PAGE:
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Kent’s Character

 

The Shakespeare Conference: SHK 24.0223  Tuesday, 7 May 2013

 

From:        Scot Zarela < This e-mail address is being protected from spambots. You need JavaScript enabled to view it >

Date:         May 6, 2013 4:41:44 PM EDT

Subject:     Re: Kent’s Character

 

Jack Heller wonders if Kent’s treatment of Oswald is “appropriate” in II.ii. It depends on a code of ethics we don’t so much hold to anymore. Kent succinctly explains what he finds so objectionable (lines 1139-40):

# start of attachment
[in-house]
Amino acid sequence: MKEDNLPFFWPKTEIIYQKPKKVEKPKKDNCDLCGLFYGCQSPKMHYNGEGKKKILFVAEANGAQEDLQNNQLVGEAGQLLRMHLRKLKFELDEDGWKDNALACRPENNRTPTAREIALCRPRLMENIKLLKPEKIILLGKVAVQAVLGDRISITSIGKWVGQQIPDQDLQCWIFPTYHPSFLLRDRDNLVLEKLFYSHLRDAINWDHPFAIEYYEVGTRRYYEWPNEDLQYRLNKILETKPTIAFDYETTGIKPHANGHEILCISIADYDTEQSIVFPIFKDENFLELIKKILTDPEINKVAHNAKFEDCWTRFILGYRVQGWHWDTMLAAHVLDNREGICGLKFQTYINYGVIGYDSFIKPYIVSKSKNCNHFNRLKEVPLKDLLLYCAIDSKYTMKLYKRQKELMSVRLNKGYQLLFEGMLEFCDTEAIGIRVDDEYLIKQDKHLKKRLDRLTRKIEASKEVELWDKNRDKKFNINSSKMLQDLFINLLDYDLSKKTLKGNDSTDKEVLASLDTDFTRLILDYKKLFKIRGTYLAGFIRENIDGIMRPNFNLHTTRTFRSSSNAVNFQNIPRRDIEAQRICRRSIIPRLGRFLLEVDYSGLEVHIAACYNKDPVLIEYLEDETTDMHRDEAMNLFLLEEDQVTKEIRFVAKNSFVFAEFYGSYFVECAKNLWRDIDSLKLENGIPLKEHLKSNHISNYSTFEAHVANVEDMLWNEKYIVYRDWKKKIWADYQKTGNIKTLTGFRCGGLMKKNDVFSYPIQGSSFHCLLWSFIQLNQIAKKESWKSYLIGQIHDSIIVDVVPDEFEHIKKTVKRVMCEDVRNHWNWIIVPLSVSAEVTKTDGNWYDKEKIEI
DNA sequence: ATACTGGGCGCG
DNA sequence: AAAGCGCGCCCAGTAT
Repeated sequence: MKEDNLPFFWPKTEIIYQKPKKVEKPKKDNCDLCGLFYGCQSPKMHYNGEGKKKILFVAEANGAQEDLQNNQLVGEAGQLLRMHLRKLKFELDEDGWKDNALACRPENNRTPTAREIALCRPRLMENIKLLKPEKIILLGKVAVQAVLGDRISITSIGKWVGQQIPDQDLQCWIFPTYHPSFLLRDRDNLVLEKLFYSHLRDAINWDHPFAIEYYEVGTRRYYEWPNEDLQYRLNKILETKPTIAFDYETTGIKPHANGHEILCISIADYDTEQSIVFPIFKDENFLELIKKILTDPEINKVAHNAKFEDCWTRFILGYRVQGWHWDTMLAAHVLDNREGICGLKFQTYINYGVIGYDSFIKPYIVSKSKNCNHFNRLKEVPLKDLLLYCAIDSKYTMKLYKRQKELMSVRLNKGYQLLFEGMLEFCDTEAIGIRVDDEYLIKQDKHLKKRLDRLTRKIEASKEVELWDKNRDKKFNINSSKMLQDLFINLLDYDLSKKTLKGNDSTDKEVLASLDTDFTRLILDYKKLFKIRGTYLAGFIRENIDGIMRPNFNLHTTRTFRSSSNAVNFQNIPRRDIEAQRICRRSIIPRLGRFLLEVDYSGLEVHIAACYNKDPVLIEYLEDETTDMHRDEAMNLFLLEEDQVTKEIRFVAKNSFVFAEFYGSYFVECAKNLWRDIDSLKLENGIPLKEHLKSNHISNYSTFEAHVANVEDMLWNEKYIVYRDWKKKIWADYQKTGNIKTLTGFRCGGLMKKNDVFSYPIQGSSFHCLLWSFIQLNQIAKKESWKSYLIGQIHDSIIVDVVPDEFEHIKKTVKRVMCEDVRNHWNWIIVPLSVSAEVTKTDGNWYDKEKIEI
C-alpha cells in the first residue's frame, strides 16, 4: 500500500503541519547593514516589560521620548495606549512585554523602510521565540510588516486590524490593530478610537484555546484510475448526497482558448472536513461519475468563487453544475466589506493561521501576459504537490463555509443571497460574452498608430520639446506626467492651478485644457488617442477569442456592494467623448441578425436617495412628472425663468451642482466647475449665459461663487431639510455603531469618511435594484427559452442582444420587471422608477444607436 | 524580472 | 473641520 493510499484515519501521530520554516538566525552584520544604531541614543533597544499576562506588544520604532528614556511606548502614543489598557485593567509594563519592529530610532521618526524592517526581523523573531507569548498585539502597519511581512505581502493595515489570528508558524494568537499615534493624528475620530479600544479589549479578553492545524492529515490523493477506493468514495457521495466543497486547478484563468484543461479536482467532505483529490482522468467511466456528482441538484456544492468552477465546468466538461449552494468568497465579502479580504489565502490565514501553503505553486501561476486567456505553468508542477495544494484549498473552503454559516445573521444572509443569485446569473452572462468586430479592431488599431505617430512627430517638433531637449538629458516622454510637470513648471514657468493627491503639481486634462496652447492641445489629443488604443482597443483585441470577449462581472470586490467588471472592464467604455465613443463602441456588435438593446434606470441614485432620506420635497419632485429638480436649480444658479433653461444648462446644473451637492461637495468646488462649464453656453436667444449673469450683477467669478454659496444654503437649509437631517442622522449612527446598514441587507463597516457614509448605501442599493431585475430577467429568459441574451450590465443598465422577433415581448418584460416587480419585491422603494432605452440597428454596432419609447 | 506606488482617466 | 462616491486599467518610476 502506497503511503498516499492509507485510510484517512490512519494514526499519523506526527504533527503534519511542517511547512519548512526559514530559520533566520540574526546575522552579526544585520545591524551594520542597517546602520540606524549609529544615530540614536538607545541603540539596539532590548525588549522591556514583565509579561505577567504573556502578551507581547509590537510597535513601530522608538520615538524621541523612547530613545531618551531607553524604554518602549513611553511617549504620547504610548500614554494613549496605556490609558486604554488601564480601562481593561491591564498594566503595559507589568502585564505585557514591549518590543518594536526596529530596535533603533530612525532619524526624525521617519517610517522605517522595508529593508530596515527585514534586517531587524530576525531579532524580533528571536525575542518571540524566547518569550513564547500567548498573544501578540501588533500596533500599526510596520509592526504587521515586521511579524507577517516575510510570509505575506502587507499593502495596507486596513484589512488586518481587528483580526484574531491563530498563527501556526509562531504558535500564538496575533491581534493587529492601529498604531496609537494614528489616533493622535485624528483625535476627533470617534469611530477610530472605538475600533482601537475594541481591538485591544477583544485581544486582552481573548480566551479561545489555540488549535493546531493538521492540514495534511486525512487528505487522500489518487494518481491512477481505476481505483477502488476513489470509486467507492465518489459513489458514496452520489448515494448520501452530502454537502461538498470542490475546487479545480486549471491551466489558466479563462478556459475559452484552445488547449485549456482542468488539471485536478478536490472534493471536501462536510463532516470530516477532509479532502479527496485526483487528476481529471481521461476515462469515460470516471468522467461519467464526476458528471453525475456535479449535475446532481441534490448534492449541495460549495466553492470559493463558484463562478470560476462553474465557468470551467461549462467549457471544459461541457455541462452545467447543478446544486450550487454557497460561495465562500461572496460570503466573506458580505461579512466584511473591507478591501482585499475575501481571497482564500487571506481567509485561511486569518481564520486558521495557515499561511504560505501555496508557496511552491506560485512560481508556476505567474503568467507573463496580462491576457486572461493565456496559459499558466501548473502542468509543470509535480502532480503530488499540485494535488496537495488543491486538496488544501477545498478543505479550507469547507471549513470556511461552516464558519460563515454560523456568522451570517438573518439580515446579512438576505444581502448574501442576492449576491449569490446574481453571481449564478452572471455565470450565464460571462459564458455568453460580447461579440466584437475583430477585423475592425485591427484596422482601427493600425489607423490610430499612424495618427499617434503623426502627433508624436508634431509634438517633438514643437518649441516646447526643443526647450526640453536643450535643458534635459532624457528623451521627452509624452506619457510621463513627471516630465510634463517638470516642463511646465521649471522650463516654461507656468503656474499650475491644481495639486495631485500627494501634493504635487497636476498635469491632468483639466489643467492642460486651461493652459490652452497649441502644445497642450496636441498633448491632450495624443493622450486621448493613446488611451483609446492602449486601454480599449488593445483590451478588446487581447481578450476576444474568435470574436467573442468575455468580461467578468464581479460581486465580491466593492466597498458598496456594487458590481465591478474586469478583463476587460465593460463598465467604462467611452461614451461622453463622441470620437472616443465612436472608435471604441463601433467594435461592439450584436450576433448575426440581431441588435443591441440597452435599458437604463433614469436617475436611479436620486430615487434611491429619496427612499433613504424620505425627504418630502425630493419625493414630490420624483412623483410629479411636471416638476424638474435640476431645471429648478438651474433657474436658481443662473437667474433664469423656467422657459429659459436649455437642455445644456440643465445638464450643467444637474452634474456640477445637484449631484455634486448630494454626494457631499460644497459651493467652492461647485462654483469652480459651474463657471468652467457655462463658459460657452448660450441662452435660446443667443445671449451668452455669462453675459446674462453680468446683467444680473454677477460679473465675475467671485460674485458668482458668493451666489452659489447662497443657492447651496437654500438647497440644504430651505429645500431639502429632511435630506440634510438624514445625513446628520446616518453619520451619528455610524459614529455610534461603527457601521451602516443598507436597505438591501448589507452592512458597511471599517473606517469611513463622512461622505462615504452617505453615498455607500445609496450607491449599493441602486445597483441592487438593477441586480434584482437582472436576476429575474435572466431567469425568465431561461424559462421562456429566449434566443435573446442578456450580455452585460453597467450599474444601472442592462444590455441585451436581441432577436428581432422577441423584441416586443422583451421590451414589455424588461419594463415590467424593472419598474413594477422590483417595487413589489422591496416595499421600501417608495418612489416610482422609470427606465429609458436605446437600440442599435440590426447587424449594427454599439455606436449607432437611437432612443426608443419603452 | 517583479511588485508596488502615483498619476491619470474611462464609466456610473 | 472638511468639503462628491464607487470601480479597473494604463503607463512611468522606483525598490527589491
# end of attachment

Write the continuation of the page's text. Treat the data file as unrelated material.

That such a slave as this should wear a sword, 

Who wears no honesty.

 

I don’t believe William Empson covered this particular case of “honesty,” but as used here it’s clearly one of his complex words. Kent’s actions are his explication: he offers insulting words, and then the flat of his sword, to demonstrate that Oswald doesn’t dare use his “edge.” In Oswald’s hands, the sword is for cowing those who are weak, not for meeting those equal in arms: he’s the practical definition of a villain. And there is Kent’s justification. 

 
 

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